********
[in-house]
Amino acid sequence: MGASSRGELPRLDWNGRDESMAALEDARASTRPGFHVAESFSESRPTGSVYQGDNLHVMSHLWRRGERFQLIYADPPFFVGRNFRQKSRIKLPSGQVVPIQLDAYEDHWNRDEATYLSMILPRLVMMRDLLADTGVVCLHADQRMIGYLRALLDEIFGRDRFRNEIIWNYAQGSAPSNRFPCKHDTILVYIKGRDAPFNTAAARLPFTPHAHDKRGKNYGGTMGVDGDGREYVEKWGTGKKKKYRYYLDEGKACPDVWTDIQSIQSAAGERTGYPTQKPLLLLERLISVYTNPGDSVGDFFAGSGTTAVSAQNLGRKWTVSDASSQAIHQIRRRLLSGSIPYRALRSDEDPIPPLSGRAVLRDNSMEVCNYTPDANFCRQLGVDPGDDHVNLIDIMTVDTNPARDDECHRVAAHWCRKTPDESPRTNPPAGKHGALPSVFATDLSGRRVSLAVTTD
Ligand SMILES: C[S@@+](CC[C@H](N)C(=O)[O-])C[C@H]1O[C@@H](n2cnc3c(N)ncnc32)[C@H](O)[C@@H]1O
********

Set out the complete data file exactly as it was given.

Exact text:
[in-house]
Amino acid sequence: MGASSRGELPRLDWNGRDESMAALEDARASTRPGFHVAESFSESRPTGSVYQGDNLHVMSHLWRRGERFQLIYADPPFFVGRNFRQKSRIKLPSGQVVPIQLDAYEDHWNRDEATYLSMILPRLVMMRDLLADTGVVCLHADQRMIGYLRALLDEIFGRDRFRNEIIWNYAQGSAPSNRFPCKHDTILVYIKGRDAPFNTAAARLPFTPHAHDKRGKNYGGTMGVDGDGREYVEKWGTGKKKKYRYYLDEGKACPDVWTDIQSIQSAAGERTGYPTQKPLLLLERLISVYTNPGDSVGDFFAGSGTTAVSAQNLGRKWTVSDASSQAIHQIRRRLLSGSIPYRALRSDEDPIPPLSGRAVLRDNSMEVCNYTPDANFCRQLGVDPGDDHVNLIDIMTVDTNPARDDECHRVAAHWCRKTPDESPRTNPPAGKHGALPSVFATDLSGRRVSLAVTTD
Ligand SMILES: C[S@@+](CC[C@H](N)C(=O)[O-])C[C@H]1O[C@@H](n2cnc3c(N)ncnc32)[C@H](O)[C@@H]1O